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Downtown Boise bookstore displays books Nampa school board ‘doesn’t want you to read’

Idaho Statesman logo Idaho Statesman 5/12/2022 Becca Savransky, The Idaho Statesman

Toward the back of the Rediscovered Books store in Boise, a new display now exists: “Books the Nampa School Board Doesn’t Want You to Read.”

The display was put together after the Nampa school board voted earlier this week to remove about two dozen books from the school’s libraries that they said included sexual content. The board made the decision before the district could complete its review process of the 23 challenged books and make recommendations.

Rebecca Crosswhite, store manager and children’s specialist at Rediscovered Books Boise store, said the leadership of the stores — which includes another Rediscovered Books in Caldwell and Once and Future Books in Boise — discussed the school board’s decision and decided to take action.

“We decided we needed to make sure that people know that they can still get these books, and that they’re important and they matter,” she told the Idaho Statesman.

The store put all of the books on the list that they had in stock in a display and ordered the others they didn’t have. They plan to have multiple copies of the books at the Boise and Caldwell stores.

The display now has more than 10 books including “The Handmaid’s Tale” by Margaret Atwood, “The Bluest Eye” by Toni Morrison and “The 57 Bus” by Dashka Slater.

Crosswhite said the board’s decision to remove the books sends the message that the school board is taking away parental control and choice.

“Just because they don’t want their children to read this doesn’t mean that they can tell me that my child can’t read this,” she said.

Crosswhite said she believes it’s important that kids are able to see themselves in books, and read about other peoples’ experiences, which helps kids gain empathy “about people that they’re going to encounter in life.”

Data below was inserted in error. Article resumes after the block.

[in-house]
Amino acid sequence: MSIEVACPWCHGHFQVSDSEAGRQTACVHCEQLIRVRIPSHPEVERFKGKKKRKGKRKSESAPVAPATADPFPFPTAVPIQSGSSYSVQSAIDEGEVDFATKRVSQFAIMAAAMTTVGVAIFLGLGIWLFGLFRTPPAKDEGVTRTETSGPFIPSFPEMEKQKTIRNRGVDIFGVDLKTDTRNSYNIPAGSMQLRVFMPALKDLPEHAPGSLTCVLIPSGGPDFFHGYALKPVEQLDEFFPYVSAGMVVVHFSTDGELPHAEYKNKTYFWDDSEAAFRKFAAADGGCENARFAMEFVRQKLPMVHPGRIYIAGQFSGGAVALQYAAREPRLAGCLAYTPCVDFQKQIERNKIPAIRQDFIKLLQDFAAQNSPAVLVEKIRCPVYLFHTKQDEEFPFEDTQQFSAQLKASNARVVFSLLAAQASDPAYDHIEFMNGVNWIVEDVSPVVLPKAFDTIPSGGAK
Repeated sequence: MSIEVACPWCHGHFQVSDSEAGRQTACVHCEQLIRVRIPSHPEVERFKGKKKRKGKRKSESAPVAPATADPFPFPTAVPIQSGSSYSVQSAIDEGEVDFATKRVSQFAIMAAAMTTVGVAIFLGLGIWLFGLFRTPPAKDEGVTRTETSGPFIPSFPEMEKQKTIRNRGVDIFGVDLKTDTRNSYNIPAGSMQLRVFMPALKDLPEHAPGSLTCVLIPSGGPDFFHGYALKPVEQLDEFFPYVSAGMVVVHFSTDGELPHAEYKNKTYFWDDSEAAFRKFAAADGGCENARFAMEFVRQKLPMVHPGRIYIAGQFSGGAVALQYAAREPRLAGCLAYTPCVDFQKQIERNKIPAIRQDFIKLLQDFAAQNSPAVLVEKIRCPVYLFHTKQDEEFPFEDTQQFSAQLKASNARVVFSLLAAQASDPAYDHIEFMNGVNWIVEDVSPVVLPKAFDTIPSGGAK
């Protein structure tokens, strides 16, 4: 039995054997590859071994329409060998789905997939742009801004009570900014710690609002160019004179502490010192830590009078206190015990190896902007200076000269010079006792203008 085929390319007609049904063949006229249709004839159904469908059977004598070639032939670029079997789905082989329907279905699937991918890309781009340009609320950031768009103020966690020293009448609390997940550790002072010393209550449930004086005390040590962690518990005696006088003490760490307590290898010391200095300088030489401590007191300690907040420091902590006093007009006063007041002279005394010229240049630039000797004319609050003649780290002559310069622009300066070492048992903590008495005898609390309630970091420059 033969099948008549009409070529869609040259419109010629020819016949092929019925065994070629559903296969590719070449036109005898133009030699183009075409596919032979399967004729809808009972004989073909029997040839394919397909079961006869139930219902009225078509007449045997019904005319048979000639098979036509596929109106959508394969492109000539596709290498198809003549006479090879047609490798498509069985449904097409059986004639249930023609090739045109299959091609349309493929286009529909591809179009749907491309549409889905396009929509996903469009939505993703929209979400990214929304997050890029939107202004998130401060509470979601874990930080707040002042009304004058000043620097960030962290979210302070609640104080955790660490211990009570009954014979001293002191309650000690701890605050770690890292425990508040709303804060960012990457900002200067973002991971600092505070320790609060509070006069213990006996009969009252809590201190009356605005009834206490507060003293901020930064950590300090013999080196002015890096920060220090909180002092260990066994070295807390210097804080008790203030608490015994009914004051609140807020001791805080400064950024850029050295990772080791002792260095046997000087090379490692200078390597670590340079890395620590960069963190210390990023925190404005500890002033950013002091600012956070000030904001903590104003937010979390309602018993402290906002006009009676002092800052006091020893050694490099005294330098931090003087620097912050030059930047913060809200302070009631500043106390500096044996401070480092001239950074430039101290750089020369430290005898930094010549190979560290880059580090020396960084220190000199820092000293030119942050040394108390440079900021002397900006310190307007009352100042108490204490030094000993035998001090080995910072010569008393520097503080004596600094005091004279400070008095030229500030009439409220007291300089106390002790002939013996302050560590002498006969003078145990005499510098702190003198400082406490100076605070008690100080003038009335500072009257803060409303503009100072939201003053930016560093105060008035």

Book challenges have been happening across the country. The American Library Association in an April press release said library staff had faced an “unprecedented number of attempts to ban books.” The organization said the books that were most targeted were those about Black or LGBTQIA people.

The Idaho Legislature also raised concerns last session about “harmful” materials in libraries, and plan to create working groups to study the issue.

Rediscovered Books last year started a program, called “The Read Freely Project,” that aims to “connect people” and “break down barriers” through books.

For the project, volunteers can sign up to hand out copies of books to people. Crosswhite said the store chooses books from a diverse set of viewpoints, including those that tell stories of people of color and LGBTQ people.

The bookstore has also had similar displays to the Nampa one in the past. Recently, Rediscovered Books put up a display on the books U.S. Sen. Ted Cruz, R-Texas, “doesn’t want you to read.”

The bookstore managers plan to continue to make books accessible — even if they are banned in other places.

“We will just keep adding to it,” Crosswhite said. “Because I have a feeling that this is not the end.”

Becca Savransky covers education for the Idaho Statesman in partnership with Report for America. The position is partly funded through community support. Click here to donate.

©2022 The Idaho Statesman. Visit idahostatesman.com. Distributed by Tribune Content Agency, LLC.

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